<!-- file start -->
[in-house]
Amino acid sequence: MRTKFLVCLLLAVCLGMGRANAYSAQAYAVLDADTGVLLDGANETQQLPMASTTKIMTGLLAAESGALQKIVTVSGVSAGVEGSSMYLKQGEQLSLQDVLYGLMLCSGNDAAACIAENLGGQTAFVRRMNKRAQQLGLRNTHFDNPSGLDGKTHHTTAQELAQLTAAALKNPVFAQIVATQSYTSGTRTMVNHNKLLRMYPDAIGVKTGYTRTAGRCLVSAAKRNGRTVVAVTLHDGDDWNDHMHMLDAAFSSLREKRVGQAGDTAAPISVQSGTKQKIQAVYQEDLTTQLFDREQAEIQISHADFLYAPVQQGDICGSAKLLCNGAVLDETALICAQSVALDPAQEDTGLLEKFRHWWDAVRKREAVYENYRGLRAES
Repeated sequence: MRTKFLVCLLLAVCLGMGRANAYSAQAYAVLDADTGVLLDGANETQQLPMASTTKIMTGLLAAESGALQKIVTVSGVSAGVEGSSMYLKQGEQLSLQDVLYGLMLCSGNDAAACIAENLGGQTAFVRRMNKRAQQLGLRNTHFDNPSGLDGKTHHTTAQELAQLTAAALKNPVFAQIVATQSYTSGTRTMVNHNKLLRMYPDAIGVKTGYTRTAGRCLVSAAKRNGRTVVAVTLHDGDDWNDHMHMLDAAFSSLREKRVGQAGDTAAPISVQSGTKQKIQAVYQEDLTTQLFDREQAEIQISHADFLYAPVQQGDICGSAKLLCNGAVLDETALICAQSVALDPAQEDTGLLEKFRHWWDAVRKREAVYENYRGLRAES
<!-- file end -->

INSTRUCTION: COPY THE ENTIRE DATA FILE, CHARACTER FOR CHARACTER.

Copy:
[in-house]
Amino acid sequence: MRTKFLVCLLLAVCLGMGRANAYSAQAYAVLDADTGVLLDGANETQQLPMASTTKIMTGLLAAESGALQKIVTVSGVSAGVEGSSMYLKQGEQLSLQDVLYGLMLCSGNDAAACIAENLGGQTAFVRRMNKRAQQLGLRNTHFDNPSGLDGKTHHTTAQELAQLTAAALKNPVFAQIVATQSYTSGTRTMVNHNKLLRMYPDAIGVKTGYTRTAGRCLVSAAKRNGRTVVAVTLHDGDDWNDHMHMLDAAFSSLREKRVGQAGDTAAPISVQSGTKQKIQAVYQEDLTTQLFDREQAEIQISHADFLYAPVQQGDICGSAKLLCNGAVLDETALICAQSVALDPAQEDTGLLEKFRHWWDAVRKREAVYENYRGLRAES
Repeated sequence: MRTKFLVCLLLAVCLGMGRANAYSAQAYAVLDADTGVLLDGANETQQLPMASTTKIMTGLLAAESGALQKIVTVSGVSAGVEGSSMYLKQGEQLSLQDVLYGLMLCSGNDAAACIAENLGGQTAFVRRMNKRAQQLGLRNTHFDNPSGLDGKTHHTTAQELAQLTAAALKNPVFAQIVATQSYTSGTRTMVNHNKLLRMYPDAIGVKTGYTRTAGRCLVSAAKRNGRTVVAVTLHDGDDWNDHMHMLDAAFSSLREKRVGQAGDTAAPISVQSGTKQKIQAVYQEDLTTQLFDREQAEIQISHADFLYAPVQQGDICGSAKLLCNGAVLDETALICAQSVALDPAQEDTGLLEKFRHWWDAVRKREAVYENYRGLRAES